Mermaids: Some Historic Reports

Mermaids, Some Historic Reports

Mermaids, Some Historic Reports


Monster Week 2013 on Animal Planet  (May 20-27) includes a follow-up special to last year’s hit Mermaids: The Body Found, called Mermaids: The New Evidence. While I am deeply annoyed at last year’s nonsensical program that had the National Ocean Service issuing denials that mermaids exist, it is as good an excuse as any to float some older accounts of mermaid sightings, including some fresh-water specimens. The definition of “mermaid” seemed to extend to anything remotely human-like seen in the water. Once again, I issue my patent disclaimer that I am not a marine biologist (nor do I play one on TV) and I haven’t a clue what the creatures below could have been, if they did not spring from the proverbially rum-sodden and sex-starved imaginations of men long at sea. If you have any ideas, swim over to Chriswoodyard8 AT gmail DOT com. 

Is It a Mermaid? – A Strange Being Discovered in a Texas River.

From the Brownsville (Texas) Statesman

A.A. Freeman, Esq., member elect from Haywood County to the next Legislature, made to one of the editors of this paper, in the presence of several well-known gentlemen, the following remarkable story: “J.B. Maxey, an intelligent citizen of Bell’s Depot, in this county, and keeper of the hotel at that place, and for whom A.A. Freeman vouches as a reliable, truthful man, was fishing in a canoe on July 7, in Forked Deer River, near Bell’s Depot, and in that part of the river between the railroad and dirt road bridges, when his attention was called to an object in the river, some fifty yards distant, which presented the appearance of a man drowning. Maxey rowed his boat within ten feet of the object, and saw a remarkable creature, as the following description will testify: It had a face perfectly white, with features like those of a human being. It had something like moss on its head instead of hair, and its neck was longer than the neck of a man. Its body, down to the waist, or so much of it as was exposed, was covered with black and white spots. It was as large as an ordinary man, and had large black eyes. Maxey was within ten feet of it for ten minutes. He did not see any arms. It looked at him and slowly turned around and disappeared in the water. Thomas Neal, Esq., told Mr. Freeman that he saw the same thing at the same place about three years ago, but did not tell it because he thought he would be laughed at. James Neal and Isaac Ward say they saw the same creature.” The New York Times 22 July 1871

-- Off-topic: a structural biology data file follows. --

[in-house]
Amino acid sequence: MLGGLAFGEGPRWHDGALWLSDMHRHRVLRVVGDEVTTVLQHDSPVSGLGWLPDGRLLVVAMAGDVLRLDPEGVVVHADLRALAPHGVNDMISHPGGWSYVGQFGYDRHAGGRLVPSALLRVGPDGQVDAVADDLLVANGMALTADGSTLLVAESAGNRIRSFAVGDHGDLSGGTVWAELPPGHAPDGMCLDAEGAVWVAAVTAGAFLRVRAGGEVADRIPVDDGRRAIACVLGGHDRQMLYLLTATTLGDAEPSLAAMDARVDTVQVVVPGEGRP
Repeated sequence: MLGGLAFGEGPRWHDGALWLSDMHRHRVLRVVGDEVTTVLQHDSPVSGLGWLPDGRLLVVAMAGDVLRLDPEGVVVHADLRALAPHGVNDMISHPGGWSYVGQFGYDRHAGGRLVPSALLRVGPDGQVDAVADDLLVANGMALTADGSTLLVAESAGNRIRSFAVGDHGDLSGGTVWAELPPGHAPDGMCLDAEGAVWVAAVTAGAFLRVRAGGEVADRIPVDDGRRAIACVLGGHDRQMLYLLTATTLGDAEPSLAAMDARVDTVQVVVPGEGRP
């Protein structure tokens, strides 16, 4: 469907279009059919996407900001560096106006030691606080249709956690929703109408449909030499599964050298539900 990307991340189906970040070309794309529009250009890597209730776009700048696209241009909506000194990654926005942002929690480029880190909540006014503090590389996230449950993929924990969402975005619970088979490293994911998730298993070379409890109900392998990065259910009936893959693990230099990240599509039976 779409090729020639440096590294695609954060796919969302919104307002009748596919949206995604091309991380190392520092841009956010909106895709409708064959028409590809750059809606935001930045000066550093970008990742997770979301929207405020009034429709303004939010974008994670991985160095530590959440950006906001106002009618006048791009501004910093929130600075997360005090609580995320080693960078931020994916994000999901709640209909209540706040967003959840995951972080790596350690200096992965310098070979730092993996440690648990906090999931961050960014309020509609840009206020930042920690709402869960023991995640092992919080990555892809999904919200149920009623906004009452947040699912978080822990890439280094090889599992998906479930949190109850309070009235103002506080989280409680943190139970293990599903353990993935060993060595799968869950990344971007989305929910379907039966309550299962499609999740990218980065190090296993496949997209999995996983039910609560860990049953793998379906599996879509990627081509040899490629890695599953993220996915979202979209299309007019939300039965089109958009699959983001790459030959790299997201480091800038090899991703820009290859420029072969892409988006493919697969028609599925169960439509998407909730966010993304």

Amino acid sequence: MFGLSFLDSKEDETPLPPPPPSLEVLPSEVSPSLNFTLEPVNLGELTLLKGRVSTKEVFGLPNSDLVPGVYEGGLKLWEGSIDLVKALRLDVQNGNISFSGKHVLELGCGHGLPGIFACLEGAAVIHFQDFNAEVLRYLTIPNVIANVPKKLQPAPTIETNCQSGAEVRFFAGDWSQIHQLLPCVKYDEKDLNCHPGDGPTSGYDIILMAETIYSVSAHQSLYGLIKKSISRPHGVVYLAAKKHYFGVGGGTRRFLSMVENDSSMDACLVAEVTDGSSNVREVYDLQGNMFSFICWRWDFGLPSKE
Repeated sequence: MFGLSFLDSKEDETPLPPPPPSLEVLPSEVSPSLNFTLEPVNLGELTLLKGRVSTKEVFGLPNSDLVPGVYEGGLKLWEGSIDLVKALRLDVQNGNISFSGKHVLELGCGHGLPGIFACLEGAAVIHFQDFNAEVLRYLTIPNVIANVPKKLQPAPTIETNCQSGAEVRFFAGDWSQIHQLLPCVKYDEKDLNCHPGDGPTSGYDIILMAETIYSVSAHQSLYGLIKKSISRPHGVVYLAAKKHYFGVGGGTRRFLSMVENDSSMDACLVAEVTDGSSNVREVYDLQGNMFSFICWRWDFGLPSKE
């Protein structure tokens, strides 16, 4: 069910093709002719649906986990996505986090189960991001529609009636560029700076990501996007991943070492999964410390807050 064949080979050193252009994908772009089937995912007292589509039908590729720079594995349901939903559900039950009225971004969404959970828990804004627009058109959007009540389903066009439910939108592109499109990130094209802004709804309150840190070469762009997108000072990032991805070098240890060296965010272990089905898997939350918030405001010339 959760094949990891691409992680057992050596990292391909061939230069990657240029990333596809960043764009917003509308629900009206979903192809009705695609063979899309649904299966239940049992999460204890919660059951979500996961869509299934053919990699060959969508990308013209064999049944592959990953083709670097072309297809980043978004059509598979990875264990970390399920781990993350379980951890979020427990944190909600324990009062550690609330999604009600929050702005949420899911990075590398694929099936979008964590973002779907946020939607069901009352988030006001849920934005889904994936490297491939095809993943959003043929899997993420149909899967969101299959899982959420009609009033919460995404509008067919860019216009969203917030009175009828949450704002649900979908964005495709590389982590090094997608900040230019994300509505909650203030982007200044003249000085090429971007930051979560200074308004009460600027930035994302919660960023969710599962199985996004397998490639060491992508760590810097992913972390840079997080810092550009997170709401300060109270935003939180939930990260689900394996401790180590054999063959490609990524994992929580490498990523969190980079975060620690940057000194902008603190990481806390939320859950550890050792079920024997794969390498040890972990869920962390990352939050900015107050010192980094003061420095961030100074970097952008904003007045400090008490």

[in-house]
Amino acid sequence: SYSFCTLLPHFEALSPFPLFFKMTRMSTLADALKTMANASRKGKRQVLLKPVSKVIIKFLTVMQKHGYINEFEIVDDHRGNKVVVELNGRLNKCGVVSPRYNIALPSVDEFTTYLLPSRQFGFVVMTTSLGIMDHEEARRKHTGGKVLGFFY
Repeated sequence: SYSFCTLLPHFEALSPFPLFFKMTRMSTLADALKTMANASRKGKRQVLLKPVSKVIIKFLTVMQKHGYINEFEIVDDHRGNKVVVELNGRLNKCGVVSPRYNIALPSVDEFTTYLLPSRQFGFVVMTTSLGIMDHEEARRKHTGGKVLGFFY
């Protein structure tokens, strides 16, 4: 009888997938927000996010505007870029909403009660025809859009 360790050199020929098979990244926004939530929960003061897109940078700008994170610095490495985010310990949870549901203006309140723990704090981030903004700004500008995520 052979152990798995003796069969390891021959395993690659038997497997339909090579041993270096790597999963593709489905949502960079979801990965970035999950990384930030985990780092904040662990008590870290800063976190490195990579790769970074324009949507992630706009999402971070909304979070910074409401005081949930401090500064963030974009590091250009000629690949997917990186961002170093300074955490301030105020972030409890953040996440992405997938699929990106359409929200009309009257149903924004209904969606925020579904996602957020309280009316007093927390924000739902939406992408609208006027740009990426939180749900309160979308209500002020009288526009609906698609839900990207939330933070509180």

A Merman in Ice

A party of yachtsmen, who have recently been cruising in the North Pacific, claim to have discovered and captured a real merman, thus converting legend into fact. They were hunting a school of porpoises one day, when among them they caught sight of a strange, human-looking monster. After a long chase he was bowled over by a rifle-shot, and dispatched with an axe.

          On getting him on board they discovered that the monster measured 10 ft. in length. The upper part of the body was that of a largely-built man, the lower part resembled a porpoise. The body, which was very muscular, was covered with long hair of a reddish tint; the arms were brawny and hairy, and on each hand were four fingers and a thumb. The monster was put in ice and [illegible], and is now on his way to England, where the doubts of the most skeptical can be put at rest. Zeehan and Dundas Herald (Tasmania] 16 June 1897: p. 3 

The New York Graphic reports that “an old angler, who is vouched for as being ‘as reliable as any fisherman on the river,’ claims to have caught five glimpses of a mermaid in the Ohio, near Marietta. He says that it comes to the surface, looks about it and then gradually sinks, leaving its beautifully long and glossy black hair floating for a moment on the water. He represents it as having the face of a woman, and says that he didn’t shoot the strange creature because he feared that if he did he would ‘get into some sort of a murder trial.’ When asked whether the mermaid carried a comb or looking glass, he resisted temptation and answered, ‘It might have, but I didn’t see any.’” Cincinnati [OH] Daily Gazette 5 July 1881: p. 5  

A Dead Mermaid

On Tuesday of last week, Captain Raymond, keeper of life station No. 8, found on the beach what he supposed to be a mermaid, which had been washed up from the sea. It was dead when it came on the beach, and in a slight state of putrefaction. Captain Raymond describes it as being about the size of an ordinary six-year-old boy, and to the waist or middle portion of the body resembled a boy in every particular. He says that its face, head, neck, arms nad bust, as well as hair, were perfect in appearance to those of a human being. There were no fingers on the hands, but a coarse moppy hair, like the frizzled end of a whalebone, supplied their place. The lower portion of the body from the middle or waist downward resembled that of a shark, the tail being covered with a hairy substance simliar to that of the hands. The sea nymph has created great excitement in the vicinity of the station and man yof the inhabitants thereabouts think its presence forebodes bad luck. Captain Fowler says the “tarnal critter” comes there for no good and that it betokens a terrible shipwreck and fearful loss of life which his soon to happen on that part of the coast. Wilmington (Del.) Herald. Salt Lake [UT] Tribune 27 March 1880: p. 5